Knowing & feeling are two very different things.
I’ve always been fortunate to have a very pronounced sense self knowledge, of how I’m supposed to live my life, of what I want to accomplish and the kinds of relationships I want to seek. In the past, I’ve embraced the logical, pragmatic side of my personality to help me navigate the world. But, at my core I’m also a deeply sensitive and emotional individual that struggles to embrace and express these traits. The reasons for moving to S. Korea were many, including a desire to learn how to get over my phobia and discomfort with openness and vulnerability – the key ingredients for expressing our interior world and fully connecting with others. As I’ve learned how to be more vulnerable (not an easy undertaking!), something interesting happened: I started to feel in equal or greater amounts in contrast to my inner knowing. And there is something inexplicable about emotinal feeling that pales in comparison with intellectual knowing.
It’s been a fascinating journey for me to learn firsthand what pent up emotions can do to us. I was unaware of the degree of emotional untangling and healing I needed to go through. I had to really look deep within and uncover – and release – some toxic emotions that I was holding onto and concealing even from myself. Articulating them out loud was terrifying, having to relive some experiences I rather would have kept locked in a box, but in the process, I let go of them. Now that I’m more in touch with my emotions, and have a greater ease of expressing them, I find myself feeling less anxious and doubtful about the future. I’m more at peace with myself, more trusting. The thing about our brains is that they aren’t very trustworthy – one moment we may feel confident in our career aspirations, relationships or long-term plans and the next, the mind has let self-doubt envelop our thoughts and there we go, spiraling into a black hole of uncertainty and negativity. When the heart feels, that’s it. No mental trick can fool the knowing-feeling of the heart-soul.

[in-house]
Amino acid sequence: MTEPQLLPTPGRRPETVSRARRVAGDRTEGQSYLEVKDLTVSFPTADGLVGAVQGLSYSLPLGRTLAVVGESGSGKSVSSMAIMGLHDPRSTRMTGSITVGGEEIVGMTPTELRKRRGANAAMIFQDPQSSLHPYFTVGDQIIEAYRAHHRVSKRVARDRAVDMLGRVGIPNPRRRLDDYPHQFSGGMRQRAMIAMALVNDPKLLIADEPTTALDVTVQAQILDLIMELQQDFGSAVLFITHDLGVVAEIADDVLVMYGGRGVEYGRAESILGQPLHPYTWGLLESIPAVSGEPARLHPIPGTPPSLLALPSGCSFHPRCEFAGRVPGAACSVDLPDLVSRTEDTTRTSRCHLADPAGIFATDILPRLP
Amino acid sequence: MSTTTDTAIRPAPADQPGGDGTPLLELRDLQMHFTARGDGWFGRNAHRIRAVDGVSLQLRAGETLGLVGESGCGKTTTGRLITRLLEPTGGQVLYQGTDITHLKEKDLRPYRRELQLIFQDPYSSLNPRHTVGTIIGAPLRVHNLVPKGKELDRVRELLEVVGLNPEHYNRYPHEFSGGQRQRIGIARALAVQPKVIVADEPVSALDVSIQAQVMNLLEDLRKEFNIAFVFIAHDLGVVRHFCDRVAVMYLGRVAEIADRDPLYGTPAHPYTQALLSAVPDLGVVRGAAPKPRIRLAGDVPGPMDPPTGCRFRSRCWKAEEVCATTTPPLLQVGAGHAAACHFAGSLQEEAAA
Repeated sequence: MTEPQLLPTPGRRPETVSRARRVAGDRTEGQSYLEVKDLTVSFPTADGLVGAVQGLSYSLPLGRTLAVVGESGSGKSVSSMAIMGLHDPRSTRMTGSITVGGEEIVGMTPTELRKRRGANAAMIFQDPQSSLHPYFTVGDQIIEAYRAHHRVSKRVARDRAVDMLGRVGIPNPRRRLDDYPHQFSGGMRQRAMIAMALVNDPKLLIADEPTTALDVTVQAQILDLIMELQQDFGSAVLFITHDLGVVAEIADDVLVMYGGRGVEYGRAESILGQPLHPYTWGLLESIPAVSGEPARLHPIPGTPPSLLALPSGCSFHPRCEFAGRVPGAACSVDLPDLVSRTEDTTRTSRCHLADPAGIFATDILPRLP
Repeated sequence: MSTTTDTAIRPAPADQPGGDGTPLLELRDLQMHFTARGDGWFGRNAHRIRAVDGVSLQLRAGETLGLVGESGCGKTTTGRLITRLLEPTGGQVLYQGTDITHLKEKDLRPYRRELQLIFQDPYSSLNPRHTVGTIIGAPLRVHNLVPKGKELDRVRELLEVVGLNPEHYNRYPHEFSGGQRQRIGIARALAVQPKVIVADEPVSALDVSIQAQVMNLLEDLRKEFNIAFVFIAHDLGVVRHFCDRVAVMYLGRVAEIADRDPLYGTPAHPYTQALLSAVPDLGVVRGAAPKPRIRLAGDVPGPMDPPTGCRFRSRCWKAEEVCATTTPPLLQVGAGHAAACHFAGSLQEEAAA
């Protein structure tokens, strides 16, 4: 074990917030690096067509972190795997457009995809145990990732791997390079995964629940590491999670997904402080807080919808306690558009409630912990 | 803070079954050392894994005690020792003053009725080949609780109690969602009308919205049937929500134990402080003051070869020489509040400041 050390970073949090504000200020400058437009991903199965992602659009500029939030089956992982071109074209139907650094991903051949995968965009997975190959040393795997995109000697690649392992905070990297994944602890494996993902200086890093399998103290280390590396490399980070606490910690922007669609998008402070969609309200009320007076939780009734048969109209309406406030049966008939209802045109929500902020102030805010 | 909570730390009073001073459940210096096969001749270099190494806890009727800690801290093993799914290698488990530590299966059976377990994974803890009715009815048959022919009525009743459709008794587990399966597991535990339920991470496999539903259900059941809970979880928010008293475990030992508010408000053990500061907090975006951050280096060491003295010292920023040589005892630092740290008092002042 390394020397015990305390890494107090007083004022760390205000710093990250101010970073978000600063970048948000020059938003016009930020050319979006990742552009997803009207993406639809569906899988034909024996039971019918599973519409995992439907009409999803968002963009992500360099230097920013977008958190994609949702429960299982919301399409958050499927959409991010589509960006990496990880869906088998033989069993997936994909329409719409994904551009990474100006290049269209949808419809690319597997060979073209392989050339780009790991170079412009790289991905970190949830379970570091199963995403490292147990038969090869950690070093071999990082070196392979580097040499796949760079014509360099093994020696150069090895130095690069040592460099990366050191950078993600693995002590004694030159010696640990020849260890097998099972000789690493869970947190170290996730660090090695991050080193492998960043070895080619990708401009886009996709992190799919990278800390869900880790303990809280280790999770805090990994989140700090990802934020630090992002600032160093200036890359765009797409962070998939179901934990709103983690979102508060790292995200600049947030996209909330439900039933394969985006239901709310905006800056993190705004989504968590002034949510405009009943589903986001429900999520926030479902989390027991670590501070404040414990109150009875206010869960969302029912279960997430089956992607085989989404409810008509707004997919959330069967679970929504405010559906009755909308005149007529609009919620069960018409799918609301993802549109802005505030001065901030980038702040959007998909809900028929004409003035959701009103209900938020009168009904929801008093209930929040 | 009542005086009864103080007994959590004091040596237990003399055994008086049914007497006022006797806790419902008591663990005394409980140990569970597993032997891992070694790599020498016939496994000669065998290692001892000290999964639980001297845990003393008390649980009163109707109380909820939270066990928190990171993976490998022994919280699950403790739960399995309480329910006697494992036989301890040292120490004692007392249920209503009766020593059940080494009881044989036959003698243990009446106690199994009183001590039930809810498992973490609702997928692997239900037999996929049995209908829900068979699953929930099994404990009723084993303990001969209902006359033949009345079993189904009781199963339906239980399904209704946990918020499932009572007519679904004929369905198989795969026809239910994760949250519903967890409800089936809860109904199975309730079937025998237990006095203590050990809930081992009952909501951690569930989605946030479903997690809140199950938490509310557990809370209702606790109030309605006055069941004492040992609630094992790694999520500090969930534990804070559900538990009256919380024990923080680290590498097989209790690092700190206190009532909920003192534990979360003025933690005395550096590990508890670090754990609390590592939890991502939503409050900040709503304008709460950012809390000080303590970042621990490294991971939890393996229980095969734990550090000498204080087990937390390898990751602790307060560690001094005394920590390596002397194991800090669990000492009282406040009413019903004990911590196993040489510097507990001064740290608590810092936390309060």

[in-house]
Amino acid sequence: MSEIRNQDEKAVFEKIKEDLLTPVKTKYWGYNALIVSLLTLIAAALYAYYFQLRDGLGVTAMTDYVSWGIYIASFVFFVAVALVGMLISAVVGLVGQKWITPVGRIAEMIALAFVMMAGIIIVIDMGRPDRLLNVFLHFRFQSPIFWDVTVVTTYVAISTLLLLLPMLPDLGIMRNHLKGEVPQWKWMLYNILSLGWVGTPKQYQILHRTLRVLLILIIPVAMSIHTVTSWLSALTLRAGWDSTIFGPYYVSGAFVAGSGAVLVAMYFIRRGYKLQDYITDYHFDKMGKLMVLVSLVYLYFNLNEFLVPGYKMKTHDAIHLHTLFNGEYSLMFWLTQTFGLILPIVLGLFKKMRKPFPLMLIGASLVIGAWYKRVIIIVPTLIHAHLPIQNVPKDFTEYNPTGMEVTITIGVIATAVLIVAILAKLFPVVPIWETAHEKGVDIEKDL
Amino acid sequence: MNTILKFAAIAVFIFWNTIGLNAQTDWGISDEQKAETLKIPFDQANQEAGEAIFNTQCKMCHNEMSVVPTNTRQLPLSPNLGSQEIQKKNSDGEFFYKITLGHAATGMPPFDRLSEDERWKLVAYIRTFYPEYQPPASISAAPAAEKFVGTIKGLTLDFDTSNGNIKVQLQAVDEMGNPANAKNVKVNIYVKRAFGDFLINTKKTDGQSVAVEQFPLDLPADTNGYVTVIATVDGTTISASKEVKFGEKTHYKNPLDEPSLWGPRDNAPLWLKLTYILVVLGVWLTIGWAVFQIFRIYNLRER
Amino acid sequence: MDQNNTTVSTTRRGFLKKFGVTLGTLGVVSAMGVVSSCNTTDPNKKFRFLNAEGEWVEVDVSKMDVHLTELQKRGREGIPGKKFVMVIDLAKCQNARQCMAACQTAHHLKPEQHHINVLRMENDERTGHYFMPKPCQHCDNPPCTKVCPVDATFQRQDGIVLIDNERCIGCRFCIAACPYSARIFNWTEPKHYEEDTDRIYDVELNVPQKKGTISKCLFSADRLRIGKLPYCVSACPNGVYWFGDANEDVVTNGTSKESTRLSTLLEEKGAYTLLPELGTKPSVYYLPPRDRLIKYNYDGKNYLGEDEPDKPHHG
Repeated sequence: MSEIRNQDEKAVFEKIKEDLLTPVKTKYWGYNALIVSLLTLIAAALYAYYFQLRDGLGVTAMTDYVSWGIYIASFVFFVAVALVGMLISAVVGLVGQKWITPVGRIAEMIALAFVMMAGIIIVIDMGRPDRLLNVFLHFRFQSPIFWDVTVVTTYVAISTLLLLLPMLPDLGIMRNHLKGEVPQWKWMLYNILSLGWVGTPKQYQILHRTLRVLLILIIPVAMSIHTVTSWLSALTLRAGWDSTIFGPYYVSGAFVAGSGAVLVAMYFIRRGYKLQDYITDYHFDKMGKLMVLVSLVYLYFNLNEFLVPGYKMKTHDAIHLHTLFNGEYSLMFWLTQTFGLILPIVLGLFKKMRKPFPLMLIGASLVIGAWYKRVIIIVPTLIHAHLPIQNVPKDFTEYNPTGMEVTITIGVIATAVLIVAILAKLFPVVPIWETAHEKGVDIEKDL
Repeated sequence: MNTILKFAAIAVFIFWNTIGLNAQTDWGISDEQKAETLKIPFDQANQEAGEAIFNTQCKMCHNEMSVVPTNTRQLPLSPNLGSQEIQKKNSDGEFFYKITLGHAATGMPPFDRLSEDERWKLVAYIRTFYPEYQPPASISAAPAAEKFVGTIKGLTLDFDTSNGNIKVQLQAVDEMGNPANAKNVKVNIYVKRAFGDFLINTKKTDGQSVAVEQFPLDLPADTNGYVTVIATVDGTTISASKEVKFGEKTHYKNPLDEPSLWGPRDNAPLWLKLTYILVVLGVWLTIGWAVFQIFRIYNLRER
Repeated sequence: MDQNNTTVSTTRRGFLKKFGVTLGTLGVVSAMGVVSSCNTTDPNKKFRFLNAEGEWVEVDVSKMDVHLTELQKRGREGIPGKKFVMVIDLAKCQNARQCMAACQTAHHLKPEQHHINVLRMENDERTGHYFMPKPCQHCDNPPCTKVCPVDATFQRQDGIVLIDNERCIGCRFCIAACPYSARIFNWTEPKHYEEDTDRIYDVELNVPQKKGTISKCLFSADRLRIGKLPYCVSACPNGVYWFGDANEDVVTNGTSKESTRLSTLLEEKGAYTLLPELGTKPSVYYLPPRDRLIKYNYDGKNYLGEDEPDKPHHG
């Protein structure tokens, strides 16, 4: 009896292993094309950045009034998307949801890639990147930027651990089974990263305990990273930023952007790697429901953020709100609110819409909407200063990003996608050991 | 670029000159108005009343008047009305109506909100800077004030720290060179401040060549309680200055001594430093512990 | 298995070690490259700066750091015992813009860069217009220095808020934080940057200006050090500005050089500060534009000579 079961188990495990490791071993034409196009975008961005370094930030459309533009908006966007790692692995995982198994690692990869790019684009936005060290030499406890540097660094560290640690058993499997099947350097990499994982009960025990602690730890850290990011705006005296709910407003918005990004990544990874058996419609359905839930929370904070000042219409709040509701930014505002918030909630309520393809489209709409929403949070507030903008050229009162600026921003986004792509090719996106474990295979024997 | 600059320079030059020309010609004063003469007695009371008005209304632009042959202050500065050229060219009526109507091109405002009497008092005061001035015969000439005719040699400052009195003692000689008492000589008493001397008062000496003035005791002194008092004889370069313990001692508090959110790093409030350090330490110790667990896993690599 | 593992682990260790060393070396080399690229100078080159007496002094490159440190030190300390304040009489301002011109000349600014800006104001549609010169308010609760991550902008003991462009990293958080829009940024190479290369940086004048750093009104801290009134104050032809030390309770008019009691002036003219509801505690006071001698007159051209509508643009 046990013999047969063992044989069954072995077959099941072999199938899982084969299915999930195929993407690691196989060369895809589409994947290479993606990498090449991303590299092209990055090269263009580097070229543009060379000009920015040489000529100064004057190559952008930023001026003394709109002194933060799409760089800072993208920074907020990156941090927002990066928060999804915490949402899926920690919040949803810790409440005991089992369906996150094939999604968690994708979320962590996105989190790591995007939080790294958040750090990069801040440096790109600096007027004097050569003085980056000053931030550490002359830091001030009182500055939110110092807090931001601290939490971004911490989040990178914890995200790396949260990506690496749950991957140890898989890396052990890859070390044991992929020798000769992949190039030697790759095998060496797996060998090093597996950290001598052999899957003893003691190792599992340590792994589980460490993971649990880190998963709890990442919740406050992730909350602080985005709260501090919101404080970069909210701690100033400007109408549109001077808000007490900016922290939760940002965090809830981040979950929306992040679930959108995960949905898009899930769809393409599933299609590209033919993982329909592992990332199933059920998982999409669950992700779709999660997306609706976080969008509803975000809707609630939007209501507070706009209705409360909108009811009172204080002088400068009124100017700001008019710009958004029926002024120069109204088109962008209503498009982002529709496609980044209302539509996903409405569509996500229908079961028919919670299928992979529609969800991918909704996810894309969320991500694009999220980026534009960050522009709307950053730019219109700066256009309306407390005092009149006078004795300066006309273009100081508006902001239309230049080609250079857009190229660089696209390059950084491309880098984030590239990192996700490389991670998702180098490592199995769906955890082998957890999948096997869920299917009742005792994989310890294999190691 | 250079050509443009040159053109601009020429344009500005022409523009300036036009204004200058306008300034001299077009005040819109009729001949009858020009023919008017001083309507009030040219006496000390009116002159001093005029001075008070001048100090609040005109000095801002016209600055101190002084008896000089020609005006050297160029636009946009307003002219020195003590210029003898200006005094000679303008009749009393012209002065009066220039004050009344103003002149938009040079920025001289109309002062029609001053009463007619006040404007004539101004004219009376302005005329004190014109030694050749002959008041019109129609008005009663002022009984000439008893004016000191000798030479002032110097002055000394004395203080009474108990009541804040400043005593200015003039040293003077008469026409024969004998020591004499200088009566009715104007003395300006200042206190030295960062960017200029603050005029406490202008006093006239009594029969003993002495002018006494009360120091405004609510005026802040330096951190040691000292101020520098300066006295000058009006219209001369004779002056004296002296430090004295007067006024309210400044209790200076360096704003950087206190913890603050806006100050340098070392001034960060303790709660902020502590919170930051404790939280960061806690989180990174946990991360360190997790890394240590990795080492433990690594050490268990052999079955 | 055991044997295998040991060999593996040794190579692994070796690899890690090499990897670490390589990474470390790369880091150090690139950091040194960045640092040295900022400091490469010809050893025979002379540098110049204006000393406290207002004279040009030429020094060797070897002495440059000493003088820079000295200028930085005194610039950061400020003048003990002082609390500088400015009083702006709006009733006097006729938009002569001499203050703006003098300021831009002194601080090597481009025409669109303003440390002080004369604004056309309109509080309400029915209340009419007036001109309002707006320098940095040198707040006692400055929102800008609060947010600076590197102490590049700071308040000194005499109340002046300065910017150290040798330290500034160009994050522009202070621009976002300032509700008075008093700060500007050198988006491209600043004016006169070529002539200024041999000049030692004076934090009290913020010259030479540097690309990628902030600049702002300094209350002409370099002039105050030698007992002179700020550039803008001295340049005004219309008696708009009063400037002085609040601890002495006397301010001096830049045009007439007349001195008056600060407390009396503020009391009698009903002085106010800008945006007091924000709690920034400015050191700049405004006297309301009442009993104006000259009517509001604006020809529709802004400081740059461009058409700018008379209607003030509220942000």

Relationships are everything.
The growth I’ve done in this area is immeasurable. I’ve gained invaluable insight about myself and others. I arrived in S. Korea with the clear intention to learn more about relationships, both romantic and otherwise. I wanted to deepen the existing connections with family and friends, and cultivate strong new bonds – based on emotional exposure and vulnerability. Luckily, I’ve met incredibe individuals that have played an integral part in this process. Most of the friendships that I’ve established in S. Korea are based on mutual respect, trust and openness. It’s taken baby steps, but I no longer feel the need to display only a fraction of who I am. I proudly show the entirety of what makes me me – my authentic self – without worrying about what others may think. And this is liberating. The friends I’ve made in S. Korea have contributed greatly to the overall experience, and along the way I’ve been able to strengthen the relationships with those that are back in the States and scattered around the world.
Another takeaway about relationships that I’ve learned is timing. We hear about the importance of timing everywhere, from songs, to movies, to poems. But I now believe we have to experience what this means to truly understand the implications. From the new friendships I’ve formed that have facilitated my own growth, to finally getting closure for past romantic situationships, to strengthening family bonds, it all couldn’t have happened before, as much as I wanted it to. It’s like all these past years I’ve been readying myself to have arrived at the present, able to carry out long-held intentions.
Year one was incredibly challenging and uncomfortable at times, demanding that I step outside my safe comfort zone and face long-held irrational fears and complexes, but thankfully it's led me to undergo the growth I wanted and needed. It delivered well beyond my expectations. Let's see what year two has in store!